Indonesia has a wide variety of religions and ethnic populations. Each island is separated from the others so you will find differences everywhere you go in Indonesia. There is a rich cultural history of music, dance and art. Overall, the people are friendly.
Jakarta is the largest city and has an active night life. Every night there is live music. Many famous artists and rockstars come to Jakarta and play events.
There are a variety of religions in Indonesia. The predominant religion is Islam. Most people who live in Indonesia are Muslim. The culture overall is much more conservative than what Westerners are used to. There is a strict dress code where any skirt or dress over the knee is considered indecent. For the most part, women are not considered equal to men unless they have worked hard for it.
There is a support network for ex pats so Westerners can come together and feel supported. Learning basic conversational terms will go a long way in appearing polite and considerate.
Indonesia’s population exceeds 234 million with over 300 different ethnic groups. The government works to encourage a sense of unity among the archipelago. Everyone is seen as an extended family. Loyalty to friends and family is a point of pride and honor. Elders such as school teachers or political leaders are referred to as “fathers”.
One important social standard is to avoid loss of face. It’s important to avoid conflict, shaming or embarrassing other people. Be serve to have reserved emotions and to avoid egoic outbursts. Many social conventions discourage Indonesians to say “no” so be mindful of other cues.
When greeting Indonesians, it is polite to say “Selamat” slowly which means peace. Offer a sincere and slow handshake. Only shake a woman’s hand if she initiates it. Hierarchy in social groups is very important. It is appropriate to greet elders first. Avoid long eyecontact, yawning or chewing gum. Men show approval by touching your shoulder. Avoid using your left hand as it is not considered clean.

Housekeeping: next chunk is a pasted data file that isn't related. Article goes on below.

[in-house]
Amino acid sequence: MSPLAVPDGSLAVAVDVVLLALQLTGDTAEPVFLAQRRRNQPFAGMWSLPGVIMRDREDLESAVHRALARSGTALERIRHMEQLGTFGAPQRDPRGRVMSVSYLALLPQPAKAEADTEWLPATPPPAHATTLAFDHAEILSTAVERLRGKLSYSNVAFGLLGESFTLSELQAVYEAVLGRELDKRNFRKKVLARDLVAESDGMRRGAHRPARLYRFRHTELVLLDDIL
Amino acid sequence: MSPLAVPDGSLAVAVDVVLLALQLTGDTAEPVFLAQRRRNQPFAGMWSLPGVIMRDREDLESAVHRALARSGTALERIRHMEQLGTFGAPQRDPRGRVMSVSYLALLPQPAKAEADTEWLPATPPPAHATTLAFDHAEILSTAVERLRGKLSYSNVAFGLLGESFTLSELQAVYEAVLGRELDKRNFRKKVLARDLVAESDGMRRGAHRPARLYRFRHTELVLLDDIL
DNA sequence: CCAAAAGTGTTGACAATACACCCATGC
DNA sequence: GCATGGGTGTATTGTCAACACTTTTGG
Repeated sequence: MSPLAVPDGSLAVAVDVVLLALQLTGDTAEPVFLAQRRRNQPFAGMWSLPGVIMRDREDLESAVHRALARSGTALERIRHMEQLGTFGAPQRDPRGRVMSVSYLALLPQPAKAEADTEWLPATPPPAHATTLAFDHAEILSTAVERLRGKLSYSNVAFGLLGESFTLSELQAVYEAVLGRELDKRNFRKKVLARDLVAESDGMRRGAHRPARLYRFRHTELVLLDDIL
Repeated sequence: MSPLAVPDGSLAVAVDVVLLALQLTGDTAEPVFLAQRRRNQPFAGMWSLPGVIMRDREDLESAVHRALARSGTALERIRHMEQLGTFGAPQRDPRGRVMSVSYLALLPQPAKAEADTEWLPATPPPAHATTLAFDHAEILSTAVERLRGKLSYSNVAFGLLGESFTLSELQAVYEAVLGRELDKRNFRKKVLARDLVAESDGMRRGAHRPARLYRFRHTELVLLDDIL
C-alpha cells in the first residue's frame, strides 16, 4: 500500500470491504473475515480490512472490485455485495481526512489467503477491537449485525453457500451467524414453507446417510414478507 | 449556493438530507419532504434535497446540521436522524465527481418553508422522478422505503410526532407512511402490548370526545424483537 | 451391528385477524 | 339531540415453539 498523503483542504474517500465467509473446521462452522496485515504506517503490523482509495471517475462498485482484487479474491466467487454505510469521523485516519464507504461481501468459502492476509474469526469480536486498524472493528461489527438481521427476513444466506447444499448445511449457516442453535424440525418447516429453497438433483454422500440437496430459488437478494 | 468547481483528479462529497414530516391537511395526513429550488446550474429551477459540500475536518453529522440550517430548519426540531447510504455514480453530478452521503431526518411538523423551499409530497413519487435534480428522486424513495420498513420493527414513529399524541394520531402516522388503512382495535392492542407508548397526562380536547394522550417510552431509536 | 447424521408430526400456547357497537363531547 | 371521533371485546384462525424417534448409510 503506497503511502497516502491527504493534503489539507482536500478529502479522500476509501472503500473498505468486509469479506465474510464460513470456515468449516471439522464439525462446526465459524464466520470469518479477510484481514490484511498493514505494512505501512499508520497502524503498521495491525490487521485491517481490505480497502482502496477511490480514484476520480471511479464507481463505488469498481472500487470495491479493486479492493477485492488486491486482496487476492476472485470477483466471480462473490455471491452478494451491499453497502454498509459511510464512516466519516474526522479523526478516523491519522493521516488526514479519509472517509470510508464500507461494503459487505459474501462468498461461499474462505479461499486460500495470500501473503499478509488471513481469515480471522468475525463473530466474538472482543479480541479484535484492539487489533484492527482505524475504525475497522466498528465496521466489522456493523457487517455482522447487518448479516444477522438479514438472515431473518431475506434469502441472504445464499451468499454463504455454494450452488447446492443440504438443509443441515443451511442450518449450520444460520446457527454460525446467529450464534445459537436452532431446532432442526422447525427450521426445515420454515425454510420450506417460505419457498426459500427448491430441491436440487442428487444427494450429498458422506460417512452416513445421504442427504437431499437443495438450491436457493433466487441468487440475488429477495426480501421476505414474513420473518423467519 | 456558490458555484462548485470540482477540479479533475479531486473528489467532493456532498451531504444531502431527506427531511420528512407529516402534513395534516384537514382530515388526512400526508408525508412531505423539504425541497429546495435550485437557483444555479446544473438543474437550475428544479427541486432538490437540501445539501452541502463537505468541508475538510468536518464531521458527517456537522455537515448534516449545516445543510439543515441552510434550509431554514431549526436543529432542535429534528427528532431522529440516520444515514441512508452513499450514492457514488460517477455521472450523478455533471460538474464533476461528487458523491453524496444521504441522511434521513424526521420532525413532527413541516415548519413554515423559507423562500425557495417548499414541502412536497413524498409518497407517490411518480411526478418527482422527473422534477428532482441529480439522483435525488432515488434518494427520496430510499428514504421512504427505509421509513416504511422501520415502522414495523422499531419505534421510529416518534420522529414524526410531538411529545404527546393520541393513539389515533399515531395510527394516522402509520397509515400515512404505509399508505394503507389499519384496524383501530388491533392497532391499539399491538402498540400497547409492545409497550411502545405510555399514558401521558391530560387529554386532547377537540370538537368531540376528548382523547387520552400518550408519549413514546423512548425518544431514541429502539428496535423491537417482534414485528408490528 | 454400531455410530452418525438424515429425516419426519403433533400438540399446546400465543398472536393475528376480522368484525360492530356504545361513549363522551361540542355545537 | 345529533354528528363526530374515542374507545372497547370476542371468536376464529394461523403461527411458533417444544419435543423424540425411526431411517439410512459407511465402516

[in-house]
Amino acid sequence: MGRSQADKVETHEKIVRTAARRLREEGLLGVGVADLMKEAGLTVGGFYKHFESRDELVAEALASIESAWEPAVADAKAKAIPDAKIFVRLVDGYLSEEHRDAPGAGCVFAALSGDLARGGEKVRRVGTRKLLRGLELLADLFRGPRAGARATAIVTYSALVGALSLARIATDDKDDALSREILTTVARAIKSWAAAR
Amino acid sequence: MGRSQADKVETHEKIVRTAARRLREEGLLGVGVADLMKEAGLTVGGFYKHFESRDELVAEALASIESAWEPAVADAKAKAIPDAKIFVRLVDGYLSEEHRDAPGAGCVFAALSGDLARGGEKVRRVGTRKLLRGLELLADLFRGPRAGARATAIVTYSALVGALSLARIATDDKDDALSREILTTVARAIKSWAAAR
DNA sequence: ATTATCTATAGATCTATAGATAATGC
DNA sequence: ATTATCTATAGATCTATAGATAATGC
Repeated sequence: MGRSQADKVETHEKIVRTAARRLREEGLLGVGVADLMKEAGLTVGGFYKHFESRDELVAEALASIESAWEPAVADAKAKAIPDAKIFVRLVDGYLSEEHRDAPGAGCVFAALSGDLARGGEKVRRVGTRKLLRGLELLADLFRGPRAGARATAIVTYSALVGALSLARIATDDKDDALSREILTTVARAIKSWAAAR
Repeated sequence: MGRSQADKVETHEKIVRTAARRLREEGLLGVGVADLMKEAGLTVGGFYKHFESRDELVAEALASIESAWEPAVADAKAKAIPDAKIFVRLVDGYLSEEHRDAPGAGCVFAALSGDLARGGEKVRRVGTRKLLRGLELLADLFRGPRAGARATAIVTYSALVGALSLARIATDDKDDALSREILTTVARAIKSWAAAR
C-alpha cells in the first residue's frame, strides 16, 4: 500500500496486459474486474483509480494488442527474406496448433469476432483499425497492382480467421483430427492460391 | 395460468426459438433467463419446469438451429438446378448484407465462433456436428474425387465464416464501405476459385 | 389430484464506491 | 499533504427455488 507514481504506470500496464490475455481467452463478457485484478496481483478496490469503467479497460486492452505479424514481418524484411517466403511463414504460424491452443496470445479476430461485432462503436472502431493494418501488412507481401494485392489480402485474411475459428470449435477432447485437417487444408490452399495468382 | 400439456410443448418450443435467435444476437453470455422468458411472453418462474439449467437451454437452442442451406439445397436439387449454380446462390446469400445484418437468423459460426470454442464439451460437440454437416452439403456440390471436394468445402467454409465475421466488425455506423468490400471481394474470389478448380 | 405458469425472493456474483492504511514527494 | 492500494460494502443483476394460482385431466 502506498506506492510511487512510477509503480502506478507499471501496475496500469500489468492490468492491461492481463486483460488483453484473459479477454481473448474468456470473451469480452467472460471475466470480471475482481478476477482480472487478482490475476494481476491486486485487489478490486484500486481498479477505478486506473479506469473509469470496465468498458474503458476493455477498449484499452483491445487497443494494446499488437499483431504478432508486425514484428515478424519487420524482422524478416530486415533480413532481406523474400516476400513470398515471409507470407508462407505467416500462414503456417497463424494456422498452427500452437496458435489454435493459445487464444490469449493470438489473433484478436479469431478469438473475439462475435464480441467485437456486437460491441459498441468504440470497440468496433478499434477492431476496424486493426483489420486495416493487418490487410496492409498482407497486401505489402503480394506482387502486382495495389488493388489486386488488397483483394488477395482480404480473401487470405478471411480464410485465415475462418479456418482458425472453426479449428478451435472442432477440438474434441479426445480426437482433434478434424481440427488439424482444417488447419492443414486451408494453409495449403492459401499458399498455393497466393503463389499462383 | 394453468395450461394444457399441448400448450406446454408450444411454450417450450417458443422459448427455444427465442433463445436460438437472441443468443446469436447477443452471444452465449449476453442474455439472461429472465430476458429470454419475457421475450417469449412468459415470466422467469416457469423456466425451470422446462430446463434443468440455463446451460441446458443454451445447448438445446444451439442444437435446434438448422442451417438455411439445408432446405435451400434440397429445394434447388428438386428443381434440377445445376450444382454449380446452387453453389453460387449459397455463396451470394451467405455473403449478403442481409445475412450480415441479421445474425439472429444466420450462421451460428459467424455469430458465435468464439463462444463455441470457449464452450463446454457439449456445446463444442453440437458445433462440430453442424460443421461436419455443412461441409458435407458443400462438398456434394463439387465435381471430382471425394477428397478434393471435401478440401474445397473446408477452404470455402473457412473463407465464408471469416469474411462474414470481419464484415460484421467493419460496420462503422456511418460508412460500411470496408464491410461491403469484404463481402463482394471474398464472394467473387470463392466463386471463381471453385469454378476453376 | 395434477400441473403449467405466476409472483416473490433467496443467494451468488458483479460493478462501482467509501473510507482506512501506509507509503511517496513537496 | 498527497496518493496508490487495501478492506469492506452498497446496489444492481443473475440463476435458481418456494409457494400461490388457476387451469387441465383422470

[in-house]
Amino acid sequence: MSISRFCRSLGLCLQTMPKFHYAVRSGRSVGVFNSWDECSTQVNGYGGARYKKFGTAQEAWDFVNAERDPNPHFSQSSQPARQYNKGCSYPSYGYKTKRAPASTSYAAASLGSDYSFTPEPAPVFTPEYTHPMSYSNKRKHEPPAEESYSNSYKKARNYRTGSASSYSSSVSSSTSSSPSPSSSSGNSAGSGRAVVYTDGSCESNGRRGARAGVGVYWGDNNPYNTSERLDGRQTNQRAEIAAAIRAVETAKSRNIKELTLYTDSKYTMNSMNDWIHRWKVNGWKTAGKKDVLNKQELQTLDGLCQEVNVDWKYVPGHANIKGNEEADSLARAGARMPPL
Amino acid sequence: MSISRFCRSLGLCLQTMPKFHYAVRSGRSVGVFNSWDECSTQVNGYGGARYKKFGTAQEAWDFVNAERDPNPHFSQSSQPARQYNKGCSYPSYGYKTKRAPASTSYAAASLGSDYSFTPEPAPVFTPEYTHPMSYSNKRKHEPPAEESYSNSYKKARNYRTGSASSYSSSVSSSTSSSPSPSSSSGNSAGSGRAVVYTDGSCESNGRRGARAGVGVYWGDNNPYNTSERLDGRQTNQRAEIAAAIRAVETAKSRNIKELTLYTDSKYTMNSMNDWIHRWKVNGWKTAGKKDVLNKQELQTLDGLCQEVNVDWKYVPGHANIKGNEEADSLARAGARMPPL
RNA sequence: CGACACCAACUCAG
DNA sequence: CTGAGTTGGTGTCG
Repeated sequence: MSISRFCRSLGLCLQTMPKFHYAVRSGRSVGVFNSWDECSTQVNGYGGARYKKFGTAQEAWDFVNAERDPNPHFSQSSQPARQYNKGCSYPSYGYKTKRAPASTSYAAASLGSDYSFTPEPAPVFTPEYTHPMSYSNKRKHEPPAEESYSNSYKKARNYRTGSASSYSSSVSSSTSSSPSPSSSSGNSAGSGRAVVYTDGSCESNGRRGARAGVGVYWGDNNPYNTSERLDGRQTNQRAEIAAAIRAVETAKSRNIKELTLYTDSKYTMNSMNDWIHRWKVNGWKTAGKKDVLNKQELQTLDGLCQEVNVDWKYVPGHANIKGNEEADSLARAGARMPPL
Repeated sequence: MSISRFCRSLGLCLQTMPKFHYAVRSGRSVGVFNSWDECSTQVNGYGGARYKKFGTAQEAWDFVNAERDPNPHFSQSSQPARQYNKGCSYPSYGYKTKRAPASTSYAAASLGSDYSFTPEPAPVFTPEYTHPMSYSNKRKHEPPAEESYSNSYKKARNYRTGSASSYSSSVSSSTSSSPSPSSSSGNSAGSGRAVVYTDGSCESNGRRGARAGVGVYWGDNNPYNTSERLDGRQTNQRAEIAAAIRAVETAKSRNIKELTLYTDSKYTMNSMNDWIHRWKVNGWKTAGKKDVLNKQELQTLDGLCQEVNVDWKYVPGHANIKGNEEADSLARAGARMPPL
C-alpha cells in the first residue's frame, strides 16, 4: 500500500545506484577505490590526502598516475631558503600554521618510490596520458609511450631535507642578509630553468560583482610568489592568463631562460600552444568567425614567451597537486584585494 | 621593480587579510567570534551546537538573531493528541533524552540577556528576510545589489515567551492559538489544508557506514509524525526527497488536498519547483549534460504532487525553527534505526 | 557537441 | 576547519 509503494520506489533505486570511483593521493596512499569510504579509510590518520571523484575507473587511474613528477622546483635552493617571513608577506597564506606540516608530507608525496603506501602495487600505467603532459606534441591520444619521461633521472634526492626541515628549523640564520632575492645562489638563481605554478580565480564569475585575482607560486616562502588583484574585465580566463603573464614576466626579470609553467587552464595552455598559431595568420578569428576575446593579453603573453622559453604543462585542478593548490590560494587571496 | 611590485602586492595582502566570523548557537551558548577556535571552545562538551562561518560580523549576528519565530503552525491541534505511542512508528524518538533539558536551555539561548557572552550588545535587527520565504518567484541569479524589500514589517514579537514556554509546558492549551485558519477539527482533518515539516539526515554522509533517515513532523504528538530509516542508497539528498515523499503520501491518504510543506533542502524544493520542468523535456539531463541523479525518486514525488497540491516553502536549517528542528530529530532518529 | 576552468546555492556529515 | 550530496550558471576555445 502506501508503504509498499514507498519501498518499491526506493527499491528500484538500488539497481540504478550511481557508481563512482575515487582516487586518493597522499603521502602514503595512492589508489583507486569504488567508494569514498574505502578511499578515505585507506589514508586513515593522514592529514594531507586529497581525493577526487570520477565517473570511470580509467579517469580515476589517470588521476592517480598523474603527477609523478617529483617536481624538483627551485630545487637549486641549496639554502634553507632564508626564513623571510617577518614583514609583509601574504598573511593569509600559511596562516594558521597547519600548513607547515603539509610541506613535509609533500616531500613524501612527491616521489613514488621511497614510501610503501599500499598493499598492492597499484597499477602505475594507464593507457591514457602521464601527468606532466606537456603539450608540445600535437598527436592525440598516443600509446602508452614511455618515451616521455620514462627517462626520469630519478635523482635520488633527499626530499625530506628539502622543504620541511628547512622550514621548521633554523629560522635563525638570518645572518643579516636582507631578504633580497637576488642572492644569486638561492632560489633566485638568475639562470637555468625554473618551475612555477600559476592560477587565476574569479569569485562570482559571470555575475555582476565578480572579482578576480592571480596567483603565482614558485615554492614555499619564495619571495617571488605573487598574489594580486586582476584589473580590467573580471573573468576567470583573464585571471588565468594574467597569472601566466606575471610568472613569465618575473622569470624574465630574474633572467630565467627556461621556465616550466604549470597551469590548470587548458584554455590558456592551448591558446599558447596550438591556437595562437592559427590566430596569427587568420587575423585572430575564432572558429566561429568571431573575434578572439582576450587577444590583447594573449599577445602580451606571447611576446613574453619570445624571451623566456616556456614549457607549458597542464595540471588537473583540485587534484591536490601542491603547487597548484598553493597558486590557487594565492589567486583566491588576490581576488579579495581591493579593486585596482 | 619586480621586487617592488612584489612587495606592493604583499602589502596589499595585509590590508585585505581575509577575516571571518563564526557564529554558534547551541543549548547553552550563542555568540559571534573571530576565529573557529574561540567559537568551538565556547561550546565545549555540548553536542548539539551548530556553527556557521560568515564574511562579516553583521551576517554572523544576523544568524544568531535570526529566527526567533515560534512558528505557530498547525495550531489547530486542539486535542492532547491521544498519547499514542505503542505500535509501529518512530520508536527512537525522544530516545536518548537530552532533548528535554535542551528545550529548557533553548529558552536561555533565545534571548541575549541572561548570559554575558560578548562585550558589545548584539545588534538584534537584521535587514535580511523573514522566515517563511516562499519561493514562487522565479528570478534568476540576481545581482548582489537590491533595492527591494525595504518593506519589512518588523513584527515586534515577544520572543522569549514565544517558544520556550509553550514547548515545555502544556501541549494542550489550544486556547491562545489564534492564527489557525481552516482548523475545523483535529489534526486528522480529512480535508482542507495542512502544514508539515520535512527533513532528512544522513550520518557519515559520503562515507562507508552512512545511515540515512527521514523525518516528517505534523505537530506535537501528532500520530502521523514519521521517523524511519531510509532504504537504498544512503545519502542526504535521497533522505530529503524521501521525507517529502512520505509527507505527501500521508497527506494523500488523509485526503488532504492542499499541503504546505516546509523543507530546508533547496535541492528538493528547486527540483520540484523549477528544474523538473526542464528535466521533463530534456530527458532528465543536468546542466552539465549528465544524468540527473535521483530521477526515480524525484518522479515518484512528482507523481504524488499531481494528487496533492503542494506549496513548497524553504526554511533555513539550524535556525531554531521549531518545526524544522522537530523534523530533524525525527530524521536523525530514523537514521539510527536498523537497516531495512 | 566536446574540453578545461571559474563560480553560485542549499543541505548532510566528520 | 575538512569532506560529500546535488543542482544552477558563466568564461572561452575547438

Indonesian people are very kind and hospitable. If you are offered to go into their homes, accept the invitation and any meals that they offer. Indonesian people take rejection of their hospitality very harshly.
The best way to be polite is with a smile and a humble attitude. Being genuine and present goes a long way in making a good impression. If you’re in a village you might raise a bit of curiosity. If you’re walking down a street and you see someone sweeping outside their house, for example say “boleh?” which means “may I?” This is also what you would say if you wanted to take a picture with someone.
If you stay in someone’s house, a good idea would be to give a small gift such as a postcard or a photograph. You should remove your shoes before entering a home.
Life is a slower pace in Indonesia so patience is an important quality to cultivate.